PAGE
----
Over 25 press freedom organisations and civic organisations have written to the European Commission requesting reforms to EU law on defamation which are based on advice procured from our Centre for Private International Law. The NGOs note that “the weaponization of the law by powerful economic actors has for too long resulted in the suppression of scrutiny and the consequent weakening of the rule of law in the European Union.”
Our Dr Justin Borg-Barthet has been working closely with press freedom organisations since the assassination of Daphne Caruana Galizia, a Maltese investigative journalist who was killed by a car bomb in October 2017. Dr Borg-Barthet said “I felt compelled to do something to support the work for which Daphne Caruana Galizia gave her life. My work in EU law and private international law enabled me to see how the powerful are able to suppress scrutiny and undermine the rule of law. I am thankful to the School of Law for investing in the development of ideas which could lead to important innovation.”
The NGOs are requesting the following legal reforms:
- “In the first instance, and as a matter of urgency, the Brussels I Regulation (recast) requires amendment with a view to grounding jurisdiction in the domicile of the defendant in matters relating to defamation. This would remove the facility for pursuers to abuse their ability to choose a court or courts which have little connection to the dispute;
- The omission of defamation from the scope of the Rome II Regulation requires journalists to apply the lowest standard of press freedom available in the laws which might be applied to a potential dispute. We recommend the inclusion of a new rule which would require the application of the law of the place to which a publication is directed;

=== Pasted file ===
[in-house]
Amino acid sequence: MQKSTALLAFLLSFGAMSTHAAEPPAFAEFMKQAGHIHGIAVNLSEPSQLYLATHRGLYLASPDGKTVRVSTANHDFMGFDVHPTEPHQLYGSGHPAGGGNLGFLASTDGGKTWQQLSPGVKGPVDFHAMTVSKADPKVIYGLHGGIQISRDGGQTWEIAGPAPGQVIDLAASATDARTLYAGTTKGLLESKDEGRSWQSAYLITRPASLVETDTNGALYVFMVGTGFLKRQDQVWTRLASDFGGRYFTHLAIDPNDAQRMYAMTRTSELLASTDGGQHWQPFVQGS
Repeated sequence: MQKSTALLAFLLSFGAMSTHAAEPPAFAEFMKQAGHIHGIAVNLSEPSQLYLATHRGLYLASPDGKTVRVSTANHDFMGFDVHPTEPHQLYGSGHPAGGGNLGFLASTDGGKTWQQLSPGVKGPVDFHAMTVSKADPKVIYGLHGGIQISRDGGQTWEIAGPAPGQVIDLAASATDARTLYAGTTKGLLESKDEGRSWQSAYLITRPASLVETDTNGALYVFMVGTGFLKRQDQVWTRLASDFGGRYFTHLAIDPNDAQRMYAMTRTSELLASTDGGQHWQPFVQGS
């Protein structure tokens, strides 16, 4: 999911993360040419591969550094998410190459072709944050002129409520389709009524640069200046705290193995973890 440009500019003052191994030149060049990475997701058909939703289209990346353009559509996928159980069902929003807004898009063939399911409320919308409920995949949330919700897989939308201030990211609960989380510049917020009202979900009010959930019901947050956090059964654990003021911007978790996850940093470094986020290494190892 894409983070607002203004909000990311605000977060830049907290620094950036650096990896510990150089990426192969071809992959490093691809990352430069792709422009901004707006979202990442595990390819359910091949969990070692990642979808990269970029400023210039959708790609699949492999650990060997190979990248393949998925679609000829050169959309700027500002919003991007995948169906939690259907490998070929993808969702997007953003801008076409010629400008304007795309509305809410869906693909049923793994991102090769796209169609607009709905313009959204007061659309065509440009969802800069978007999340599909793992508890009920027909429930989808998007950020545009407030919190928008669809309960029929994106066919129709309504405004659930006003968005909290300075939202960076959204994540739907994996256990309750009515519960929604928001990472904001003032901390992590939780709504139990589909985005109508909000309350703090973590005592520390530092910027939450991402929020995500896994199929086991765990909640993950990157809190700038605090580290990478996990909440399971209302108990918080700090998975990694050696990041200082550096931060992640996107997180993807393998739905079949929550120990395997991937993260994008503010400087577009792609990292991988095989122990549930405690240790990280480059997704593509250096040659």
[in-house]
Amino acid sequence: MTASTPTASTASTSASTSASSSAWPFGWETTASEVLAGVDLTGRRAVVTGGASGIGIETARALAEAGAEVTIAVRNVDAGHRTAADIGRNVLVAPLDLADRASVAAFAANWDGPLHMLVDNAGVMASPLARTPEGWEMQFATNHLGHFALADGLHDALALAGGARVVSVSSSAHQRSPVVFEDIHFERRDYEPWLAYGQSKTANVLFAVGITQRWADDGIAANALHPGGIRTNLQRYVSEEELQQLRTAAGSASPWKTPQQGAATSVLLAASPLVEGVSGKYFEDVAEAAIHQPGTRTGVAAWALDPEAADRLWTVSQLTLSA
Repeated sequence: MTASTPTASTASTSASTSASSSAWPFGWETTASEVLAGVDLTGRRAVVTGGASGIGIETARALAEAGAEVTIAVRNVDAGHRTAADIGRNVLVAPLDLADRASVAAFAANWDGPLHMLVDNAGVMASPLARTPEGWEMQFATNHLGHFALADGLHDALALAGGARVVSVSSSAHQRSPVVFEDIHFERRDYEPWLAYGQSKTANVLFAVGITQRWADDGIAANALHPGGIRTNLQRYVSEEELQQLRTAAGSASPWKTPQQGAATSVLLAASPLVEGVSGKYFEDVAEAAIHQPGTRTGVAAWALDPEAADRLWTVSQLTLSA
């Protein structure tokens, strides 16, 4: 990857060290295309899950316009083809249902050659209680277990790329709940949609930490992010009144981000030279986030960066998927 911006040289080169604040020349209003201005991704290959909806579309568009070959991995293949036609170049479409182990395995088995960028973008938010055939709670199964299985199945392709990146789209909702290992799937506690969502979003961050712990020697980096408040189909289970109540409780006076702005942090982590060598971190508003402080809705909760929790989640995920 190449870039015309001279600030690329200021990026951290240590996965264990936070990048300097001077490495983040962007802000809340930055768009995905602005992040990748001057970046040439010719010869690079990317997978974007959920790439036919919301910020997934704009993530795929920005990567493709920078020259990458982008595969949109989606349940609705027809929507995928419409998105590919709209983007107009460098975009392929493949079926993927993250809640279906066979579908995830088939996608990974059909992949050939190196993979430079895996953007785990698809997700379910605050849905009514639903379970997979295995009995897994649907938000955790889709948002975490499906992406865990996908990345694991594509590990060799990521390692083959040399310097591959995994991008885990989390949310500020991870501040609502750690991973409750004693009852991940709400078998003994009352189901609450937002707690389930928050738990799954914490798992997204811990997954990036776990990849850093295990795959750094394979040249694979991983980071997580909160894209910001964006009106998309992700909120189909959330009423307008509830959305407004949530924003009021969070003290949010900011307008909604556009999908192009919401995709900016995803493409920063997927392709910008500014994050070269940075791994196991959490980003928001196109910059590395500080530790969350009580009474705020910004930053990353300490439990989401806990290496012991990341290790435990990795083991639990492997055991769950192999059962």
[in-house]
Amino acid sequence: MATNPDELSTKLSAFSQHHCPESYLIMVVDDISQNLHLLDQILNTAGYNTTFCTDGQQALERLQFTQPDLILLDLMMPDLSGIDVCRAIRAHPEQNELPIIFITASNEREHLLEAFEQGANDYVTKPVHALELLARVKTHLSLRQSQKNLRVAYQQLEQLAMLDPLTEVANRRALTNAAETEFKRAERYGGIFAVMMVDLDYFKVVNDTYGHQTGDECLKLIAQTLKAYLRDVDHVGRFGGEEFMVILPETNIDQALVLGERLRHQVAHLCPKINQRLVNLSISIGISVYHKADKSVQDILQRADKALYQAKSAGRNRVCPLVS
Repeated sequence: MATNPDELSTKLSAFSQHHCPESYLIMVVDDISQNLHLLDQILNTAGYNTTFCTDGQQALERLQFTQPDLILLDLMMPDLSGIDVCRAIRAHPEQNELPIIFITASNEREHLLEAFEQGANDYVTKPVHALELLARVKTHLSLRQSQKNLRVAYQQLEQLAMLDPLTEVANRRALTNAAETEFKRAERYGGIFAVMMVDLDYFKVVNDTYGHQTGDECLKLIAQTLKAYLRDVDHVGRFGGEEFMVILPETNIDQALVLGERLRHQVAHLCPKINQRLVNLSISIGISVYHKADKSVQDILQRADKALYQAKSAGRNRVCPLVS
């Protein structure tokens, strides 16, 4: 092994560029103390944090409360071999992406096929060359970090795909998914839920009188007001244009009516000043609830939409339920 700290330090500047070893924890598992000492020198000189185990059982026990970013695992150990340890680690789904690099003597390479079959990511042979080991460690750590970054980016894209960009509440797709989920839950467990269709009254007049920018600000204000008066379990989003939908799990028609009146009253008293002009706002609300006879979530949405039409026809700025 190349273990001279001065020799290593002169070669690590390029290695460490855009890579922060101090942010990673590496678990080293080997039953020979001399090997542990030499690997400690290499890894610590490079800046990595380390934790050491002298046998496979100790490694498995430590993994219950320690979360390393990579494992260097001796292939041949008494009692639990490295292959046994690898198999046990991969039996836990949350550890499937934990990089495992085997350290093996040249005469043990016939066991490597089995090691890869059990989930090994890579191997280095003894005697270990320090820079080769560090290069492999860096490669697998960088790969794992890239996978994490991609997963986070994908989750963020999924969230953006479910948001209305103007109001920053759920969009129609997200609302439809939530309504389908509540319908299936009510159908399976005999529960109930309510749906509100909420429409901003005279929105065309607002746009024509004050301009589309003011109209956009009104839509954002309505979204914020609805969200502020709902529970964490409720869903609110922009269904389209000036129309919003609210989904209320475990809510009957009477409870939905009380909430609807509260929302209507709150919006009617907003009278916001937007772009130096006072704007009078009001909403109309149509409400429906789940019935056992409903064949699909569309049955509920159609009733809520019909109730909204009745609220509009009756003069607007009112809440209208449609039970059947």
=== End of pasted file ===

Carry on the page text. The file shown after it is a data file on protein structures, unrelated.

- Furthermore, a Directive should be adopted to introduce procedural safeguards with a view to limiting the availability of SLAPPs against journalists, activists and citizens. The absence of such measures constitutes a significant threat to the integrity of the internal market, as well as the proper functioning of the Union’s institutional order. Examples of good practice in the European Union and elsewhere should be considered in order to establish minimum standards throughout the Union.”
The advice was authored by Dr Justin Borg-Barthet, with research assistance from Aberdeen LLB graduate Ashley Kehui Lu. It is based on a Working Paper entitled ‘The Brussels I Regulation as an Instrument for the Undermining of Press Freedoms and the Rule of Law: an Urgent Call for Reform’.
The letter and advice can be accessed here.